The central government has brought an ordinance for the protection of healthcare professionals amid reports of attacks on doctors, nurses and other healthcare personnel treating COVID-19 patients. The ordinance was promulgated to amend Epidemic Diseases Act, 1827. It also aims to protect the property of these medical professionals, including living and working premises, against violence during epidemics. The ordinance has made violence against healthcare professionals a cognizable and non-bailable offence. The law also offers compensation to healthcare professionals for injury and damages to their property.
As per the ordinance, the commission or abetment of violence on healthcare workers shall be punished with imprisonment for a term ranging from three months to five years and with a fine of Rs 50,000 to Rs 2,00,000. For causing grievous hurt, the prison term shall be for six months to seven years, with a fine of Rs 1,00,000 to Rs 5,00,000. The compensation for the victim shall be charged from the offender, as per the ordinance. For damage to property, the offender shall be charged twice the market value of the property. The ordinance stipulates that offences against healthcare professionals shall be investigated by an officer of the rank of inspector within a period of 30 days and the trial has to be completed in one year.
Following the COVID-19 outbreak in India, healthcare professionals were widely attacked in different parts of the country on the suspicion that they are carriers of the virus. This, in turn, affected the morale of the healthcare personnel engaged in a battle of life and death to contain the rapidly unfolding pandemic. According to the medical fraternity, healthcare professionals became targets of the attack because of the stigma caused by the disease.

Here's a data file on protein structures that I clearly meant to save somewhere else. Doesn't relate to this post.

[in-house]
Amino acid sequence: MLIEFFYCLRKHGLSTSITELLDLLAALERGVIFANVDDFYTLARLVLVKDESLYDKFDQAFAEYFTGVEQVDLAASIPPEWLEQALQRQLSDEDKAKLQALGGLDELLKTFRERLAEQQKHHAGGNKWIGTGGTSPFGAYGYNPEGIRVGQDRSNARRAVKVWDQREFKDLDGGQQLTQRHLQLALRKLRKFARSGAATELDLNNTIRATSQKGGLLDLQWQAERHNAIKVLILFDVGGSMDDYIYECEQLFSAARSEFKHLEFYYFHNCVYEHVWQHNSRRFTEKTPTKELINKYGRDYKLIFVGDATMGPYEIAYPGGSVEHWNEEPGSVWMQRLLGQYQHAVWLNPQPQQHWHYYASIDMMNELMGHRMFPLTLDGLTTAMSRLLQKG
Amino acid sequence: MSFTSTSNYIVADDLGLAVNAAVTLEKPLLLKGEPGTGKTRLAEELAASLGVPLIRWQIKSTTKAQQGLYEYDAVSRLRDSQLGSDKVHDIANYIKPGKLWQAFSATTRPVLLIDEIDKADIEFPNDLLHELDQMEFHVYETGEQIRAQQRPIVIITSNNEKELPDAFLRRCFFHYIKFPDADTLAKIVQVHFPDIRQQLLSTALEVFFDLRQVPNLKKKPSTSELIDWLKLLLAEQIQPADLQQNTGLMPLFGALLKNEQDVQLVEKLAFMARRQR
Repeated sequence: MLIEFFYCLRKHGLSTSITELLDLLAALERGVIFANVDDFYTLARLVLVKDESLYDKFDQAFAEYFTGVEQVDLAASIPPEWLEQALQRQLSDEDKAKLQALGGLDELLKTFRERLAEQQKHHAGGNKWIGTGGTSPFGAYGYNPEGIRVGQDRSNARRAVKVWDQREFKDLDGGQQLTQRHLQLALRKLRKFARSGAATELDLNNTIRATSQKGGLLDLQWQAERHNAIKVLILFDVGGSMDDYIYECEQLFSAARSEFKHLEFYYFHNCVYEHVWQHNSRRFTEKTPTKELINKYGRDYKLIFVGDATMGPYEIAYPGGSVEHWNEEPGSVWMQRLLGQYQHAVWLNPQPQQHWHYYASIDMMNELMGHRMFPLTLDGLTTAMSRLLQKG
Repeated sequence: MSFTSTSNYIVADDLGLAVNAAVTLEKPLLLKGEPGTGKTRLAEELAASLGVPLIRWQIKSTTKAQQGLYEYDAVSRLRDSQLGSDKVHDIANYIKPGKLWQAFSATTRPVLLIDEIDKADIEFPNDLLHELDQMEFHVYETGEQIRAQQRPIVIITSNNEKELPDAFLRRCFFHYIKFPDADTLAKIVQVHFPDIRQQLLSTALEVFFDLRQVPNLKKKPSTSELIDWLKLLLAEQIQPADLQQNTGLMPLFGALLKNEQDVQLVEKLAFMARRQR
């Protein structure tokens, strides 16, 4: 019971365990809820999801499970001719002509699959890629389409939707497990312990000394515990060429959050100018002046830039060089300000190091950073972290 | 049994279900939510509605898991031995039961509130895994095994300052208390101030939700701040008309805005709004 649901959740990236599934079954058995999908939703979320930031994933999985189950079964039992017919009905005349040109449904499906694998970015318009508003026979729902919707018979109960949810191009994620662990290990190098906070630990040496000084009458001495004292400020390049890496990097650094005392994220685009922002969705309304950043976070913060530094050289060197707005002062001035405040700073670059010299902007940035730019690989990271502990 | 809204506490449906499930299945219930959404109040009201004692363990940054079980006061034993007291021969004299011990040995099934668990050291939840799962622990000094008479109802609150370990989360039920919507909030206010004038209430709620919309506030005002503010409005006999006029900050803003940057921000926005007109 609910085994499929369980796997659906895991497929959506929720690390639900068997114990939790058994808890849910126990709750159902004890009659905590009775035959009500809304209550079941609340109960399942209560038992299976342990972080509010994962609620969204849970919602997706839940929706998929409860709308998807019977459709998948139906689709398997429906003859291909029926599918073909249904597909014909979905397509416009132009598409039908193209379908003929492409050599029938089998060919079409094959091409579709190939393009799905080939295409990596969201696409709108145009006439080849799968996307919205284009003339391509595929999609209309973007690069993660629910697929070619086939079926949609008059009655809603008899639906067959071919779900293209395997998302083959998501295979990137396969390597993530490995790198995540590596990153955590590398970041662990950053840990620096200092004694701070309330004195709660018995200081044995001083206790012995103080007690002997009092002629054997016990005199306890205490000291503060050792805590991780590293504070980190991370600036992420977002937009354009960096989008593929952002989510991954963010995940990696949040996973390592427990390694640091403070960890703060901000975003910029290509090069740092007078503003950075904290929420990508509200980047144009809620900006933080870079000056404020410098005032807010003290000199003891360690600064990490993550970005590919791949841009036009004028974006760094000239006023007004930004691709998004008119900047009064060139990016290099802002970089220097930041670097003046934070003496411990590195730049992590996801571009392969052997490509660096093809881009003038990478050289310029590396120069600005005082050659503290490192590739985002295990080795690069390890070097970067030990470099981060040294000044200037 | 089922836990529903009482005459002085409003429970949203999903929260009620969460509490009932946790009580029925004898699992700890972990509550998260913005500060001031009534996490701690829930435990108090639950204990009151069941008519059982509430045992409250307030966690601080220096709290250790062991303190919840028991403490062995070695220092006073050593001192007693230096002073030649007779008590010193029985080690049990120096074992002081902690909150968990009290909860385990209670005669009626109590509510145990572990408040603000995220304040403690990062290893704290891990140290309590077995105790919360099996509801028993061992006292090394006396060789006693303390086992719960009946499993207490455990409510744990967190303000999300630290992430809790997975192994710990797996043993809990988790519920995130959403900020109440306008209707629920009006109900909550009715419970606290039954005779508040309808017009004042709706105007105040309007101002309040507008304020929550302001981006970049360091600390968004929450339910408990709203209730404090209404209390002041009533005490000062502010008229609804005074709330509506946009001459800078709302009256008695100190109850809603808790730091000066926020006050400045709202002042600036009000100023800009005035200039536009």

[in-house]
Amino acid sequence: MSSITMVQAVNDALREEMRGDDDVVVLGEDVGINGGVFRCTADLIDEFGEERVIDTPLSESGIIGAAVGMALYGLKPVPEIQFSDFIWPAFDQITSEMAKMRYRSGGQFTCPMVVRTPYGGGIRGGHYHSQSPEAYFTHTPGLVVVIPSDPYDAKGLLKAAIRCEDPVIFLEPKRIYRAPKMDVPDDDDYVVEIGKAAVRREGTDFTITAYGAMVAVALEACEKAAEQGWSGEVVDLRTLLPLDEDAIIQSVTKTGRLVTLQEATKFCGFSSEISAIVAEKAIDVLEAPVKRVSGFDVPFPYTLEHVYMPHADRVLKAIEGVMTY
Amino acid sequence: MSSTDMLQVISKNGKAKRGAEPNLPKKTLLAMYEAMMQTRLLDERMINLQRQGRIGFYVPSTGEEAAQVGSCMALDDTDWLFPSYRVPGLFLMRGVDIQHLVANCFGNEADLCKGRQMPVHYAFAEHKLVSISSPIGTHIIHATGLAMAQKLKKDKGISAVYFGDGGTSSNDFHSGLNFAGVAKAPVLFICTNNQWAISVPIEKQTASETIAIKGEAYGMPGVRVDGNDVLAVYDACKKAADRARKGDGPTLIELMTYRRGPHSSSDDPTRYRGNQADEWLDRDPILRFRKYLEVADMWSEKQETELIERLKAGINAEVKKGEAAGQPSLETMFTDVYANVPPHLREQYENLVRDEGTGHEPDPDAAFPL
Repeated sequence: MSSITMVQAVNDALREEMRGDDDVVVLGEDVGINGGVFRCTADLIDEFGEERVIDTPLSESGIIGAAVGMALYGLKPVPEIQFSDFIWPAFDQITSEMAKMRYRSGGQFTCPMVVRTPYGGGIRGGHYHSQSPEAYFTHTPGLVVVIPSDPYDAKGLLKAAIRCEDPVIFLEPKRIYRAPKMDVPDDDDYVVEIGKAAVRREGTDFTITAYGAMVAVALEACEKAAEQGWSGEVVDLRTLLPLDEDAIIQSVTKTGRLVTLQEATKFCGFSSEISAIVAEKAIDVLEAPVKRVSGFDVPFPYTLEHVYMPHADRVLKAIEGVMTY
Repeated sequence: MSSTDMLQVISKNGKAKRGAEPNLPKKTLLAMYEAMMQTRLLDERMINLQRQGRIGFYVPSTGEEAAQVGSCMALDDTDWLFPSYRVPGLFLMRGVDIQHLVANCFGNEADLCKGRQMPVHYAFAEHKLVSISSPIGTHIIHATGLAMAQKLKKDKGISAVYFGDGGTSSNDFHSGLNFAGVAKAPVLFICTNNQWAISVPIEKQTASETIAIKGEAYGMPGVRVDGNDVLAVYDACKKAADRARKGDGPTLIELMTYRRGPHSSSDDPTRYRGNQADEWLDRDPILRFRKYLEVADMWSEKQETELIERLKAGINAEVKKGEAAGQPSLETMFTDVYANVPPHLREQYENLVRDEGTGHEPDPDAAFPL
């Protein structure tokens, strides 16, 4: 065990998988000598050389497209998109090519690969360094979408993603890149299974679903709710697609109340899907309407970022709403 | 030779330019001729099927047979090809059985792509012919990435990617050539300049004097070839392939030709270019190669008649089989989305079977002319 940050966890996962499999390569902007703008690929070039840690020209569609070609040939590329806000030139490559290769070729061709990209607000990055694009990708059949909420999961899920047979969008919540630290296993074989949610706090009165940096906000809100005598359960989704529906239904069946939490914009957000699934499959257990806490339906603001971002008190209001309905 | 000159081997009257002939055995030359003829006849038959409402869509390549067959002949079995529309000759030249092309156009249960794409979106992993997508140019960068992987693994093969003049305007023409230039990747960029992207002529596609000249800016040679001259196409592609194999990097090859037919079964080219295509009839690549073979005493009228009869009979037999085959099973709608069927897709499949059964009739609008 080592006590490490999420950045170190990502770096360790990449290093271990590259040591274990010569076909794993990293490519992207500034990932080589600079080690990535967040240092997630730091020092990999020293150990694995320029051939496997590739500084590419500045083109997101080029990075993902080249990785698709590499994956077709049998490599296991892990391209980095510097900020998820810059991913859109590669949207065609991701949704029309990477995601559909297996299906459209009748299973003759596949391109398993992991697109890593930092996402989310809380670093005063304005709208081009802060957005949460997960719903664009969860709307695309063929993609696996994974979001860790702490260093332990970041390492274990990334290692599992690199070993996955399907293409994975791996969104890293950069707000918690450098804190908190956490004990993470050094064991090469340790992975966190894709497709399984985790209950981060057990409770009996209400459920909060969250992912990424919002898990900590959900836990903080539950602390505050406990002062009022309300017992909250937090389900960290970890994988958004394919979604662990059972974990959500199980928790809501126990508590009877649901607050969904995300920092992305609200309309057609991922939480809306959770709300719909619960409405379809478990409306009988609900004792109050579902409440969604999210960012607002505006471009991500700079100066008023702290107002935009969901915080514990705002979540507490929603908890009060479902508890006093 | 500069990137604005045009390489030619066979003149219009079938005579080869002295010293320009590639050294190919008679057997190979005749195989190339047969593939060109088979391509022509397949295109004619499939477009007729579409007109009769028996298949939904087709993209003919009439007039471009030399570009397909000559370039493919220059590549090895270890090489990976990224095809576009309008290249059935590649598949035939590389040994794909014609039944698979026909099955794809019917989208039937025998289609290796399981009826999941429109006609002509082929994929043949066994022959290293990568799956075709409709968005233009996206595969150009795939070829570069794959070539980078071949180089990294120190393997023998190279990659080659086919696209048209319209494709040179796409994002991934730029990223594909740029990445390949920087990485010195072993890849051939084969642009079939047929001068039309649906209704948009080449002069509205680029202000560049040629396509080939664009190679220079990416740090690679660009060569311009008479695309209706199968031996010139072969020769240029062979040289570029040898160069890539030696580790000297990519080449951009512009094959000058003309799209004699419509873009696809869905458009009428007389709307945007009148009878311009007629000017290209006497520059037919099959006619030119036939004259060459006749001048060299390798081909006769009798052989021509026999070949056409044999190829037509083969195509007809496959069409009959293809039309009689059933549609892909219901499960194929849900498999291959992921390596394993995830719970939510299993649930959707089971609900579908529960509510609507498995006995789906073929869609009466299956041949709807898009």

In Chennai, people even opposed the burial of a doctor who had lost his life to COVID-19, based on the suspicion that it will lead to the spread of the disease in their area. Following the incident, Indian Medical Association,
the body representing the allopathic doctors of the country, reiterated its long-standing demand for a central law to ensure protection of healthcare workers.
According to the central government, several states have enacted special laws to offer protection to doctors and other medical personnel in the past. However, the COVID-19 outbreak has created a unique situation where the harassment of the healthcare workforce and others working on containment efforts has been seen on unprecedented levels in various places, including even cremation grounds. The existing state laws do not have such a wide sweep and ambit. They generally do not cover harassment at home and workplace and are focused more on physical violence only.
Dr R V Asokan, Secretary General, IMA, said, “It’s highly appreciable that the central government has brought a strong law for the protection of healthcare personnel. Some of the provisions in the ordinance are very strong. As per the ordinance, it’s the responsibility of the accused to prove his innocence. It shows the seriousness of the government.”
Welcoming the ordinance, Jasmin Sha, President, United Nurses Association, said: “A strong law was the need of the hour for protection of healthcare personnel. We had demanded a strong law for the protection of healthcare professionals as nurses were attacked in many states on the suspicion that they are carriers of coronavirus. The law will enable the police to act tough against people who attack healthcare professionals.”
Dr Asokan, however, pointed out that the changes were brought in by amending Epidemic Act, and hence, the enhanced protection will only be available during the time of an epidemic. “The ordinance won’t deal with the violence that happens after the epidemic is over. We hope that the government will bring in a law for the protection of the healthcare personnel.”